(NewsNation) — Law enforcement officials and victim advocacy groups are working together in Glendale, Arizona, to fight potential sex trafficking activity predicted to have a significant presence near the Super Bowl.
The influx in travelers has many concerned the event is a perfect environment for sex traffickers to exploit young girls and boys, with trafficking activity typically taking place in hotels and resorts. Officials have begun taking steps to get in front of the issue before the city is flooded with fans and spectators.
Sex trafficking at the Super Bowl is not a new concern. In 2011, the then-Texas Attorney General Greg Abbott referred to it as “the single largest human-trafficking incident in the United States.”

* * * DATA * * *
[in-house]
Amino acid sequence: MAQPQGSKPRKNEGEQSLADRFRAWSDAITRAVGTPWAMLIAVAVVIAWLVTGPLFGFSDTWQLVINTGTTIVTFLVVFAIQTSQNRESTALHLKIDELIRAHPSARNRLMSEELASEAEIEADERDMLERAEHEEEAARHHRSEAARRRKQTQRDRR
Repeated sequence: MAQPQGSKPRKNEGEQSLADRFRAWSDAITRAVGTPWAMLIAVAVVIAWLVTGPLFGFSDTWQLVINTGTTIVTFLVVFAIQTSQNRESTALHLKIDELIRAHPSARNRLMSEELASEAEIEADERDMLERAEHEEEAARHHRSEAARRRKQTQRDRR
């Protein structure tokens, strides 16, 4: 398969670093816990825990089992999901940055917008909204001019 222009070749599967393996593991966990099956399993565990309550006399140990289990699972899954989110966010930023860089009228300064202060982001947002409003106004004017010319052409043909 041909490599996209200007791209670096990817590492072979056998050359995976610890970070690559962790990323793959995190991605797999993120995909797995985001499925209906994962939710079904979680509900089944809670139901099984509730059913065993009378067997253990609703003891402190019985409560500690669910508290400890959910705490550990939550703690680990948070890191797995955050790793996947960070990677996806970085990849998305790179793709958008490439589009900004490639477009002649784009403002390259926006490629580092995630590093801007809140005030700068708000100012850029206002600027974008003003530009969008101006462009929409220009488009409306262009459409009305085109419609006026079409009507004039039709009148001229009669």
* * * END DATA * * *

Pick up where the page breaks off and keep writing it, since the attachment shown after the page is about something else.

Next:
“The Super Bowl is the greatest show on Earth, but it also has an ugly underbelly,” said Abbott.
Officials say events like the Super Bowl often result in a spike in human trafficking, thanks to the large crowds and the opportunity for traffickers to find vulnerable people.
An estimated 25 million people are trafficked worldwide each year, the majority for forced labor and 20 percent for sex trafficking, according to the Department of Homeland Security.
Jaquelyn Aluotto, president of the nonprofit “No Trafficking Zone,” joined “NewsNation Prime” to discuss warning signs.
“Really what predators look for is vulnerabilities and vulnerabilities whether it’s a young girl or someone at an event and maybe they’re drinking too much and they want to lure you to their car or their hotel room. That’s really how sex trafficking takes place. It’s force, fraud or coercion,” said Aluotto.
Studies show sporting events like the Super Bowl are where more than half the money in the $150 billion industry of human trafficking, is made.